July 12, 2007 / 26 Tammuz 5767
Although Asya Epstein grew up in Canada, she always harbored a strong connection to Israel. To foster this connection firsthand and to contribute something to the country she considered “home,” Asya traveled to Israel and joined the Magen David Adom Ambulance Volunteer Program, a course sponsored by the Jewish Agency and its partners that trains university students from around the world to save lives, respond to those in distress and provide additional emergency services in times of crisis. In addition to providing the residents of Israel with much needed support, the program connects participants to Israel on the deepest level which directly strengthens their Jewish identity in profound and life-changing ways.
“Working on an ambulance made me appreciate my life...A good part of the perspective I currently hold on my life was formed by my MDA Volunteer Ambulance Program experience. I figured out so much about the world, about life and about myself that I don’t even know where to begin explaining how great an experience it is.”
Each summer, more than 200 students participate in the MDA Ambulance Volunteer Program during which they attend an intensive training program and spend 200 hours riding on ambulances and providing emergency services in the ensuing 5-6 weeks. Asya, now 20, completed the program two years ago. During her service, she responded to calls including suicide attempts, an abandoned baby and drug overdoses. Despite these difficult circumstances, Asya reflects fondly on her experience and recognizes the impact that it had on her life. “My MDA summer was the closest I had ever felt to being a real part of Israeli society,” says Asya.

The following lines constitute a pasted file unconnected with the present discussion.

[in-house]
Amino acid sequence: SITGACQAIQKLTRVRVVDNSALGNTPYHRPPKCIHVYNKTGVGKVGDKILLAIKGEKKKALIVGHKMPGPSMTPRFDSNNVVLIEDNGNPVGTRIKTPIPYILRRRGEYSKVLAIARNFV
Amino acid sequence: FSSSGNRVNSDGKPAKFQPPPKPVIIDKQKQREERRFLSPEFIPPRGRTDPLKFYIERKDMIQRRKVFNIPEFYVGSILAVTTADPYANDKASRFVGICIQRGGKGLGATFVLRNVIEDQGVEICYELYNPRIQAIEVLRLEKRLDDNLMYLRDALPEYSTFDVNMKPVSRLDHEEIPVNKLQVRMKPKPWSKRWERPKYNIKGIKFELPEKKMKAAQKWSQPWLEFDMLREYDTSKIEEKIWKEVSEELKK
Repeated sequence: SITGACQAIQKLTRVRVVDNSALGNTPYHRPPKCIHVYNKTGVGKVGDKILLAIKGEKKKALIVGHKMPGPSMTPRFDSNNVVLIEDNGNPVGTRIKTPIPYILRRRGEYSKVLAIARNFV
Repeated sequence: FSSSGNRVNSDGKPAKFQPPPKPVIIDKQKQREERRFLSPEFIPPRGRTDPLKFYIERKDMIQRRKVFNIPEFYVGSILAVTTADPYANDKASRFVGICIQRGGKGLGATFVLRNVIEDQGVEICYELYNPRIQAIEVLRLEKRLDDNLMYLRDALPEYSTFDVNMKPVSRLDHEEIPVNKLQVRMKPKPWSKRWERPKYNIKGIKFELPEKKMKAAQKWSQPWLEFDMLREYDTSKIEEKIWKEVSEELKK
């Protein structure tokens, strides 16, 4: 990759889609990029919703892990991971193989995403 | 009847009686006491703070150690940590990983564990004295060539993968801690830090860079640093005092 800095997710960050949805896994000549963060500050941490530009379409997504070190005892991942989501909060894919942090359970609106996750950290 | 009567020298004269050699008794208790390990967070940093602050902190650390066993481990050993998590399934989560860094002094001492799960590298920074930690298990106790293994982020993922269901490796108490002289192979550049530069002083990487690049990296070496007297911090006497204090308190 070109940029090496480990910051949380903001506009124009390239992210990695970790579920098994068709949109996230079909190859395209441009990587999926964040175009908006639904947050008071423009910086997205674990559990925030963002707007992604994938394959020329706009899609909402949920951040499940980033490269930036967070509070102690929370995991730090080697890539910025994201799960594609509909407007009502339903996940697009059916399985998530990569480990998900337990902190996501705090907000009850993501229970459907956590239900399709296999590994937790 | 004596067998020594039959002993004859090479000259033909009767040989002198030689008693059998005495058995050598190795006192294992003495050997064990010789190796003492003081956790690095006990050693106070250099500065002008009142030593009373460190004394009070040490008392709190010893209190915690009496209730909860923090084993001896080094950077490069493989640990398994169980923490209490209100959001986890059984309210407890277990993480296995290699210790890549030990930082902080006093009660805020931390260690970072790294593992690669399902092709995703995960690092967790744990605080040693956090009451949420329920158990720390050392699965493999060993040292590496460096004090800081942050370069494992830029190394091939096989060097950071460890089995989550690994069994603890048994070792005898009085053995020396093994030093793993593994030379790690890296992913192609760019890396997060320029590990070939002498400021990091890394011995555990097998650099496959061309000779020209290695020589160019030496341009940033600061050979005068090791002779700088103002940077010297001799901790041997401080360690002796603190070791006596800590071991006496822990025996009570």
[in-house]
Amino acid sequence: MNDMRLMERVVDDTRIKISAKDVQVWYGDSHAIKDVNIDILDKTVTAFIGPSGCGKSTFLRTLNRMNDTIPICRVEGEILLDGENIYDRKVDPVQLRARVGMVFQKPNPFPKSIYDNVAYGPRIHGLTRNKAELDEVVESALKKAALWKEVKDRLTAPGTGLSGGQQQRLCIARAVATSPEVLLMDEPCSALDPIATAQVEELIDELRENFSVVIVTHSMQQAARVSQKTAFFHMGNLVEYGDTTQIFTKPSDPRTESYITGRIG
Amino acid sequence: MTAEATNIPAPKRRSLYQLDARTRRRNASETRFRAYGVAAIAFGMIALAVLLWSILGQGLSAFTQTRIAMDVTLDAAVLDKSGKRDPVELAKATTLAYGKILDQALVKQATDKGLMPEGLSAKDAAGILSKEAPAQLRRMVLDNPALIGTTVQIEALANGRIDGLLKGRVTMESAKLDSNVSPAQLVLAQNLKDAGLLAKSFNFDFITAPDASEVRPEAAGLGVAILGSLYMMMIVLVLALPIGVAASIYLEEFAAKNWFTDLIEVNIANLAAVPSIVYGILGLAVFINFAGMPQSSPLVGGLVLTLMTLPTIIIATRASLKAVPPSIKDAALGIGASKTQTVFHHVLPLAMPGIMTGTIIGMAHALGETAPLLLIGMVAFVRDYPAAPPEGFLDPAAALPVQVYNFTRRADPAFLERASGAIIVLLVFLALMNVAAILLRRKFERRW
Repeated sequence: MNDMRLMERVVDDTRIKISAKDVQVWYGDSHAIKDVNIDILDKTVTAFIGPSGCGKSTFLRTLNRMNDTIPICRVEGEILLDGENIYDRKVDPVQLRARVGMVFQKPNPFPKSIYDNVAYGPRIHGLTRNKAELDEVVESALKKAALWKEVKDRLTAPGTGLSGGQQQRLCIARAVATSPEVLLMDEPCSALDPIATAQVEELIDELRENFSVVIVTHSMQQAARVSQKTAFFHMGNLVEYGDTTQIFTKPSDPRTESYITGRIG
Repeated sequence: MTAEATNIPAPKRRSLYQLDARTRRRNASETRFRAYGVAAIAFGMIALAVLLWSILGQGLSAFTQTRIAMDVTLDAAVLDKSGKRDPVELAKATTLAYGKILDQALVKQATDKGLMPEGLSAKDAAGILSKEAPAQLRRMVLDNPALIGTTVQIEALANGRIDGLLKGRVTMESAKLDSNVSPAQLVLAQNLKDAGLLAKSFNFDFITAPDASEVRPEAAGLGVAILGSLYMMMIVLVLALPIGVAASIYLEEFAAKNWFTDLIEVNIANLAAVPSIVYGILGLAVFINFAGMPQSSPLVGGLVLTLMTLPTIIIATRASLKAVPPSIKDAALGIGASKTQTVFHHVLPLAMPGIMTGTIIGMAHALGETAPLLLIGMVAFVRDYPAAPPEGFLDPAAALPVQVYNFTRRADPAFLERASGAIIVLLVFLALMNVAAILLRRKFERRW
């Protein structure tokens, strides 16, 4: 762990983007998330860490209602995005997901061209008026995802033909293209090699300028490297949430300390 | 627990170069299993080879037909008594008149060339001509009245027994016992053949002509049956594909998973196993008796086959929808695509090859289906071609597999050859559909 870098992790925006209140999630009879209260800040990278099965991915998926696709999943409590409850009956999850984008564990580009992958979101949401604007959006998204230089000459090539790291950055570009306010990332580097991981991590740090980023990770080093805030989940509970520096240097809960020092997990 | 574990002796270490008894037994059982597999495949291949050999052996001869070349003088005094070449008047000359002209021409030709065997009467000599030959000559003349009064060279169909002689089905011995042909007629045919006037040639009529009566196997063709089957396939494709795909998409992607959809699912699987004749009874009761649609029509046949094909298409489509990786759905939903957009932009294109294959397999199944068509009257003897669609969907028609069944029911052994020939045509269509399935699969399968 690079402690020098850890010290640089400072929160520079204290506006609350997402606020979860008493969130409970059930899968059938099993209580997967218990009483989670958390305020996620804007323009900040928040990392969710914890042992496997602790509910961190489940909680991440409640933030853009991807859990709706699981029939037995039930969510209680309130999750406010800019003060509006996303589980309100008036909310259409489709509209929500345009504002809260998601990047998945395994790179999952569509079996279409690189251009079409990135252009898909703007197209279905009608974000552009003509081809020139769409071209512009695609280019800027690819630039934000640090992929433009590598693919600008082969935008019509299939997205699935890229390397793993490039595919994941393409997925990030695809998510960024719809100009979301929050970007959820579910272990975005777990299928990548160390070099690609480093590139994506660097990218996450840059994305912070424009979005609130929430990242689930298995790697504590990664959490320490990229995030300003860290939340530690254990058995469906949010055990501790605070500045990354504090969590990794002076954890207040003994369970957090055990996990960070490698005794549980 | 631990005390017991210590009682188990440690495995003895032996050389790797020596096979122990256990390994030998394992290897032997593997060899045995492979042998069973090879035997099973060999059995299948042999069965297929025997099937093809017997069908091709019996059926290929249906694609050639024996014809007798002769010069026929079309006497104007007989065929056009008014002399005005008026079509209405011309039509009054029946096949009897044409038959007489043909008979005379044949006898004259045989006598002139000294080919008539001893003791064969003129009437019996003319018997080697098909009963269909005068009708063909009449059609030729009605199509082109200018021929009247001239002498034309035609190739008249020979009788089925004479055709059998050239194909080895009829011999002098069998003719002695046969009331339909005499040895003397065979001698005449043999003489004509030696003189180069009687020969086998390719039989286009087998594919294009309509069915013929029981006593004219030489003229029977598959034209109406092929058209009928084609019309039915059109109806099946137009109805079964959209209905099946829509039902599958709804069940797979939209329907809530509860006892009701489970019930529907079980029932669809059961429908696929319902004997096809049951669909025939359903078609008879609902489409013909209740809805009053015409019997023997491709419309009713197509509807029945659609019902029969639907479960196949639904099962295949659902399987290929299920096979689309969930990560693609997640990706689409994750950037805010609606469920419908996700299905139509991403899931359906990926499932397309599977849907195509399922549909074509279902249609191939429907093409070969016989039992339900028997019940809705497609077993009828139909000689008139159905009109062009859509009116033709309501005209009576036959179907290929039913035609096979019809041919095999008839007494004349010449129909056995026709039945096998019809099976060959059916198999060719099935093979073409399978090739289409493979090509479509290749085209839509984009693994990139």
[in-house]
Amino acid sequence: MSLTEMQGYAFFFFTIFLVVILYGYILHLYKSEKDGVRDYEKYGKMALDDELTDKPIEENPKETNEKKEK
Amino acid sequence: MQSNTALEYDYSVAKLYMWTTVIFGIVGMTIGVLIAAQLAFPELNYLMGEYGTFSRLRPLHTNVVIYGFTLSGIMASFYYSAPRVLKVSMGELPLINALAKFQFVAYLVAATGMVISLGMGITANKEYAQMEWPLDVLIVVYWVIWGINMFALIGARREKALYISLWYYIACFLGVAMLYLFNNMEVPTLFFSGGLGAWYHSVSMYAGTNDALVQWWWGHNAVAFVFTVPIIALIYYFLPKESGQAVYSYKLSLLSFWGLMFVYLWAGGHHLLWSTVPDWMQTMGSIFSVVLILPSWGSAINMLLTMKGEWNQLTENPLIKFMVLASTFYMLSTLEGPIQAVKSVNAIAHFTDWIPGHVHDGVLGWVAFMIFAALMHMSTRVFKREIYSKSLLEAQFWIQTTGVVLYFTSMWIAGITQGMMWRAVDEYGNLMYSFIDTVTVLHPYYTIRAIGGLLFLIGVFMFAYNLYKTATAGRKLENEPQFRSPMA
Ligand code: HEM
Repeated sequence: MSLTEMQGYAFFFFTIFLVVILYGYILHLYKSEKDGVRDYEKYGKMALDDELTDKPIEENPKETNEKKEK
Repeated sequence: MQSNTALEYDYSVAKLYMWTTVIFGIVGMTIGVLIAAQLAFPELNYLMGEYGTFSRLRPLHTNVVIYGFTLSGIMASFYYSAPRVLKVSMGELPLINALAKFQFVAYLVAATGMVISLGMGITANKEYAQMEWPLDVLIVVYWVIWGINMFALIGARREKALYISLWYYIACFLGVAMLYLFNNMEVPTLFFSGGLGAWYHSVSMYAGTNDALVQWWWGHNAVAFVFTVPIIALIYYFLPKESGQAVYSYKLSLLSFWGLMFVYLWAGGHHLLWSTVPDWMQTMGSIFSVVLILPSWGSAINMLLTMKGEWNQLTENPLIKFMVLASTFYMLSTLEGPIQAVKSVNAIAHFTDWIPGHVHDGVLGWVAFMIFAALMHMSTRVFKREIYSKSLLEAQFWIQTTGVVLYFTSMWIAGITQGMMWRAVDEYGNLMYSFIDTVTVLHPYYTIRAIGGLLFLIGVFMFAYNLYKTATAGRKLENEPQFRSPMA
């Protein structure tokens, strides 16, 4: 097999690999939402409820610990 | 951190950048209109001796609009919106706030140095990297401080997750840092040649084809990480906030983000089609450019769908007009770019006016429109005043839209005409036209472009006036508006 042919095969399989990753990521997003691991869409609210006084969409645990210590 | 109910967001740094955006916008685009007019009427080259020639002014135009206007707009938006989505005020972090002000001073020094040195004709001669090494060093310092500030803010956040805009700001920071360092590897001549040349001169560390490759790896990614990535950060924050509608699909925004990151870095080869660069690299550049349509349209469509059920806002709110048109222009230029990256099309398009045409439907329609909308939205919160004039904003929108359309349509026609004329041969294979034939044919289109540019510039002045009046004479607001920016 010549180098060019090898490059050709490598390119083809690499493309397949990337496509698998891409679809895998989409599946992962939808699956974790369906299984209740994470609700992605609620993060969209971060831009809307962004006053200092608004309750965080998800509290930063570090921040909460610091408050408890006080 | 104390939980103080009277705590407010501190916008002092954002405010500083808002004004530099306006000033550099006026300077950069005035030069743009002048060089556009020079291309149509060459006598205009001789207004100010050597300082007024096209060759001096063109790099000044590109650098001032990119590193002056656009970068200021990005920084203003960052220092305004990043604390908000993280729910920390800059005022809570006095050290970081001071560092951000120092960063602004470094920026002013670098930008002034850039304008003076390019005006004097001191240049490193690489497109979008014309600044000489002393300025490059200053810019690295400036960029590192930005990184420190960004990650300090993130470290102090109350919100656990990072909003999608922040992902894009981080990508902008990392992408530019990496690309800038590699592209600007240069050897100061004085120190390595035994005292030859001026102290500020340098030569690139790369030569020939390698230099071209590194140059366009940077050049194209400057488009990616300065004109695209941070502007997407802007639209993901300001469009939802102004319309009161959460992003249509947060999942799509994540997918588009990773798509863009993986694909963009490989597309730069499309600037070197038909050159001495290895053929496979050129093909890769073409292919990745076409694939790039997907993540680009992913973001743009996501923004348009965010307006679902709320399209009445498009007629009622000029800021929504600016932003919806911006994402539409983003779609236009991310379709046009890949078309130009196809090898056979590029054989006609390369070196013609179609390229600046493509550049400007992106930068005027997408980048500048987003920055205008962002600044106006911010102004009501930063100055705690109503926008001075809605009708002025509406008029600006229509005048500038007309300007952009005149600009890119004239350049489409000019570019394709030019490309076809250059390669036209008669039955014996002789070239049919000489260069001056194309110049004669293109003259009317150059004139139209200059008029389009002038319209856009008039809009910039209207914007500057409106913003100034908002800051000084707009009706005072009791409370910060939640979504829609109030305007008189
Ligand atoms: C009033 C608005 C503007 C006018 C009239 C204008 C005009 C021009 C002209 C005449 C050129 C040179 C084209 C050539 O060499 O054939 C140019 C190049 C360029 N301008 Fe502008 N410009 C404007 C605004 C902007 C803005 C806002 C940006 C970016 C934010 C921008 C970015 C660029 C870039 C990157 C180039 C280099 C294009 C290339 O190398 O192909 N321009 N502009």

This summer, Asya returned to Israel to participate in the MDA instructor training program. She is now teaching new volunteers the same training course that she took two years ago. Now a third year student of molecular genetics and microbiology at the University of Toronto, Asya also credits the program for helping her to make sense of her life. “Thanks to the program, I remembered why I went into science and why I like medicine,” she says.
With your help, the Jewish Agency can continue to run programs such at the MDA Ambulance Volunteer Program that provide vital emergency services to Israeli society and afford students the opportunity to understand themselves and their Jewish identity in a most comprehensive way. Says Asya, “When you put on that uniform it transforms you. In the end MDA comes to represent you. It makes you realize who you are.” To learn more about how you can help, click here.
If you or someone you know is interested in joining this program, please click here.